You know that one teacher you had in high school, the one that put you to sleep every single class, without fail? He was boring and old, monotoned and unemotional. It was obvious that he didn’t like teaching and he probably didn’t like you. Actually, he didn’t like anyone in the class. The type of guy who never cracked a smile, never chuckled at a joke, and never showed you his character. Grayish in appearance, slow-moving in nature. He delivered his lessons and didn’t digress from the curriculum. Not an inspired thinker. He never asked questions and never answered yours. He just wanted you to spit back the information and check all the boxes. Remember him?
Well, don’t forget him. If you ever plan on going into any form of marketing, you’re going to be working for him. His new name? Data. Agencies from all over the world have discovered a way to use data to take notes and reflect on their efforts. For some, this has led to endless amounts of over-analysis, over-optimization, and over-thinking. Some have even gone so far to exclaim that they’re “data-driven.” They’ve adjusted their practice to obey the numbers. Now, don’t get me wrong; data is a very useful tool in a diverse toolkit. But some agencies have taken it a step too far. Data allows you to micro-analyze certain behaviors and patterns that can be useful when focusing on transactional architecture design and development. But when building progressive campaigns, hard data has no place.
Back to the classroom analogy: data was the student in the front of the class who only took notes and never raised his hand. Uninventive, just somebody there to copy notes from. He was quiet, unemotional, and forgettable. You don’t want to work for that kid, but you might want that kid working for you.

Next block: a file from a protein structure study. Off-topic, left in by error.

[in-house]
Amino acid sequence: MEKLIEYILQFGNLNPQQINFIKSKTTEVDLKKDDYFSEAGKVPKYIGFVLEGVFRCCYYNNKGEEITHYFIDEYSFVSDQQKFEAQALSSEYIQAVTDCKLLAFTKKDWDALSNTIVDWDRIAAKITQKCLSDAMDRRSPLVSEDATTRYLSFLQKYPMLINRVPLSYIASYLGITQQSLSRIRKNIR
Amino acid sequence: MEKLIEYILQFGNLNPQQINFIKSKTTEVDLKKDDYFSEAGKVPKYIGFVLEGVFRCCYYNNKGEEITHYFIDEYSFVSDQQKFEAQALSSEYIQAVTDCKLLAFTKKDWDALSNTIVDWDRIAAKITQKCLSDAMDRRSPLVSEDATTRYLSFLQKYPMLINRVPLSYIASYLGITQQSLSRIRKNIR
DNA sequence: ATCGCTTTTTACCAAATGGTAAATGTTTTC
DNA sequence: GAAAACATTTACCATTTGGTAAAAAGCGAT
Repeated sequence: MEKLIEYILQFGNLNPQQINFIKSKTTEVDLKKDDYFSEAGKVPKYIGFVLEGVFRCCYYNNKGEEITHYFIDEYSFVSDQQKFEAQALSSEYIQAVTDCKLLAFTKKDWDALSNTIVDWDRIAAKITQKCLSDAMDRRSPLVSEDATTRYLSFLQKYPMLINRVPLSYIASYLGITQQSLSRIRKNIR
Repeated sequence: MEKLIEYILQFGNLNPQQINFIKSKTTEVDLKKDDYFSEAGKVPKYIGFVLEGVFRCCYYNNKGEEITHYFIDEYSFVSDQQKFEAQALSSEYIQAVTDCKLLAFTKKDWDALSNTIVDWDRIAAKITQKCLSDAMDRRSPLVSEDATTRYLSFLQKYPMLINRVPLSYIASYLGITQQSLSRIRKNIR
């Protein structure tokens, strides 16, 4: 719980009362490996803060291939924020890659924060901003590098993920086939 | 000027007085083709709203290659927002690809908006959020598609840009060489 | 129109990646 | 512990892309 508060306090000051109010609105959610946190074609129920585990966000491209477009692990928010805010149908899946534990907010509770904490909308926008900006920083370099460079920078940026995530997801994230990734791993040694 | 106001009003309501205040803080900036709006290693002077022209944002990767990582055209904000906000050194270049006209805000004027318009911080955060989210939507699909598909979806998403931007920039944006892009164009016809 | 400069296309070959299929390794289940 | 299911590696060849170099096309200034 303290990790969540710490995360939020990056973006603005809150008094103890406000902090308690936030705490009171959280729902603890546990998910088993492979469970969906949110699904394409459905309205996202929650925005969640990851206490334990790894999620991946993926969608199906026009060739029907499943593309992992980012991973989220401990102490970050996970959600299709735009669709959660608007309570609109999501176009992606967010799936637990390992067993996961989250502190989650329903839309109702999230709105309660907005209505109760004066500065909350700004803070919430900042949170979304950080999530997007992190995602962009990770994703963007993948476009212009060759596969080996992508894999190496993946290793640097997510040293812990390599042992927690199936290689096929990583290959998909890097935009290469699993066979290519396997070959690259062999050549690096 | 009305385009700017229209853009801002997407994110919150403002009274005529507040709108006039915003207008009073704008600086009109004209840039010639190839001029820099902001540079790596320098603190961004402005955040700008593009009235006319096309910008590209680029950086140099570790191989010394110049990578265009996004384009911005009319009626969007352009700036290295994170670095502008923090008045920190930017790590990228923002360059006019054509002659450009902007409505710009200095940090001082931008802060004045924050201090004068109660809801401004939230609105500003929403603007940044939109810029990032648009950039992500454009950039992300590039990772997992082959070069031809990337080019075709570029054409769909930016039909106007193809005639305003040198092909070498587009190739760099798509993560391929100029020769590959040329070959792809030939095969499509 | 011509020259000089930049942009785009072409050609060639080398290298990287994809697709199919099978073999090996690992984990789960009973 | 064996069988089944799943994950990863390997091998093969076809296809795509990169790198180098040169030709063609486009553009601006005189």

Advertising, PR, marketing, branding, design, and every other form of a large-scale sales effort is a practice of delivering emotion and inspiring action. Data is nothing more than zeros and ones that communicate action that’s already taken place. Data can tell you what happened and when it happened but it can’t tell you why it happened.
It’s our job to conceive the “why.” We invent the urges. We dictate your emotion. Data simply collects information on something we engineered. It’s immaterial in the creative process, only to be used in post-production to tweak and adjust.
So the idea of being “driven” by data is bonkers! A total death sentence. You can’t be told what to do by somebody who’s never done it. You can’t work for somebody who can’t do the work themselves. And the work is the spirit of what you’re doing. It’s the life in the campaign!
We drive the data, and so should you. Not the other way around.